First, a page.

It's the early days of the F.B.I. - federal agents working for the Department of Justice. Though they've got limited powers - they don't carry weapons and have to get local police approval ... See full summary »
On a dark night of pelting rain, five men stage a well-planned train robbery and get away with a $10 millionr, nine-ton gold shipment. Dividing the massive haul into three concealed truck ... See full summary »
Saturday, April 9: A known bookie named Miller Starkie has been "cut in half" by a sawed-off, double-barrel shotgun. Working out of Intelligence Division, Sgt. Joe Friday and Off. Frank Smith piece together what little evidence they have, interview acquaintances, intimidate witnesses, interrogate suspects to the point of harassment, utilize a Minifon and a wiretap, and testify before the Grand Jury in a tireless effort to catch and convict Starkie's killers. Written by
Michael J. Hayde <firstname.lastname@example.org>
The movie followed the then current tendency of radio and TV shows to work in the sponsor's products wherever possible. Liggett & Meyers Tobacco was the TV/radio series' main sponsor, and though it is doubtful they had any financial involvement with the movie, packs of their Chesterfield cigarettes can be seen throughout the movie. Every public place in the movie also featured a Chesterfield vending machine. See more »
The murder scene is an open lot bounded by Loma Vista, 3rd, Wentworth and Rachel. These are actual streets in the LA area but do not intersect or form a block. See more »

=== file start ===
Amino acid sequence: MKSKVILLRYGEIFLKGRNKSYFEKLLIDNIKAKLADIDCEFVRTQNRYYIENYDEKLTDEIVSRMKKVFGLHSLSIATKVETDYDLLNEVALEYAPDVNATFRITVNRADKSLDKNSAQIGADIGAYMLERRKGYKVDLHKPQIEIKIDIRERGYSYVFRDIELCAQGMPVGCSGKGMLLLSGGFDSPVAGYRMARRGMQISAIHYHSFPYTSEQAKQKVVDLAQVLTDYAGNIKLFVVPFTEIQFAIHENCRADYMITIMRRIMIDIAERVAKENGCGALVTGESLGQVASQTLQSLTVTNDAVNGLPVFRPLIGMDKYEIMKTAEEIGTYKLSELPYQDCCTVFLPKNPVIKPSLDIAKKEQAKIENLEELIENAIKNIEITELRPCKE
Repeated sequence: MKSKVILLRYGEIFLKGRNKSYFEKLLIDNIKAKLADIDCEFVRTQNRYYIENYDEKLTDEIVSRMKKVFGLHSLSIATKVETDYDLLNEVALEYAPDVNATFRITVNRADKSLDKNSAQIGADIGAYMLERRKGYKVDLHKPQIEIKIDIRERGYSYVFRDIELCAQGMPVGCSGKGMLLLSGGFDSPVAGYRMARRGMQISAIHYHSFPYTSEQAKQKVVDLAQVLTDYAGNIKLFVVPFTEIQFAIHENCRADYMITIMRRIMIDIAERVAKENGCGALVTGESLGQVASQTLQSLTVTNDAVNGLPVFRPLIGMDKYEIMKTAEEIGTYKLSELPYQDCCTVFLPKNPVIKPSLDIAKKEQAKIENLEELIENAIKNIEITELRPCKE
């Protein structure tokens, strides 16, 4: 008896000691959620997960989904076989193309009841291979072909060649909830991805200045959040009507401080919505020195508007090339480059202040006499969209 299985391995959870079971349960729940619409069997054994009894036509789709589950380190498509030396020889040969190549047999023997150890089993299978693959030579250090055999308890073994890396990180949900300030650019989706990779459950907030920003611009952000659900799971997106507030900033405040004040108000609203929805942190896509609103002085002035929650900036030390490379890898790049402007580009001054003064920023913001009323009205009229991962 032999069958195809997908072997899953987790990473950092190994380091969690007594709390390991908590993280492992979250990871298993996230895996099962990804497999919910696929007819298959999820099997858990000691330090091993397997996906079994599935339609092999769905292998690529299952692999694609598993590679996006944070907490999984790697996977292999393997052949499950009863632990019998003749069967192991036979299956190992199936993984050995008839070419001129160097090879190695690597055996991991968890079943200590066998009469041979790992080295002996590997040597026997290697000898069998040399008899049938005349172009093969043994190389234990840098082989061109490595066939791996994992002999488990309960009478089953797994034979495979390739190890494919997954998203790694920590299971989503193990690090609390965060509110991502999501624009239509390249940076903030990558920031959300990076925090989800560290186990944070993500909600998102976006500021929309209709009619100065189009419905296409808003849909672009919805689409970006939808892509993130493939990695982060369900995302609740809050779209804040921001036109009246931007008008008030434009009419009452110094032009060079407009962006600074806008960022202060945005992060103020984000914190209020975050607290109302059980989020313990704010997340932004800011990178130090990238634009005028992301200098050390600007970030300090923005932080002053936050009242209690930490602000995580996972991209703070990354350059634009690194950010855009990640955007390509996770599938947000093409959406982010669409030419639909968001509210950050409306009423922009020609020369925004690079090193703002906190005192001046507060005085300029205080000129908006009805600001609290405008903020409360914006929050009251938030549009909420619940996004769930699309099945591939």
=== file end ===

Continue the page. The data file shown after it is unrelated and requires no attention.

I saw this movie in 1954 as a child, and frankly, at that time it seemed to me to be both
amateurish and boring. I knew that Jack Webb had written, produced and directer it, and that's usually a pretty good prescription for a failure. Fifty-five years later, I still feel the same. This motion picture was made only because "Dragnet" (the TV series) was popular enough to draw in an audience, or at least, I'm guessing that the folks putting up the money thought so . If in fact "Dragnet" made a profit (I have my doubts) it was only because it was made on a very slim budget. What the movie audiences got for their money was just a thirty minute TV show that had been blown up -- filmed in color -- and little more. "Dragnet" was like a lot of films or TV shows that caught on at a particular time. They were different, rather than they were particularly good. "Dargnet" isn't something that holds up over time; rather, it becomes a curiosity, something that has to be defended. Several comments have have been made that this film reflected both the 1950's and Joseph R. McCarthy. Well, actually this film reflected Jack Webb, and his conception of movie making. If you see Joe McCarty here, it's because you want to see Joe McCarthy. This movie is not political unless you just think that policing is just a reflection of closet fascism.
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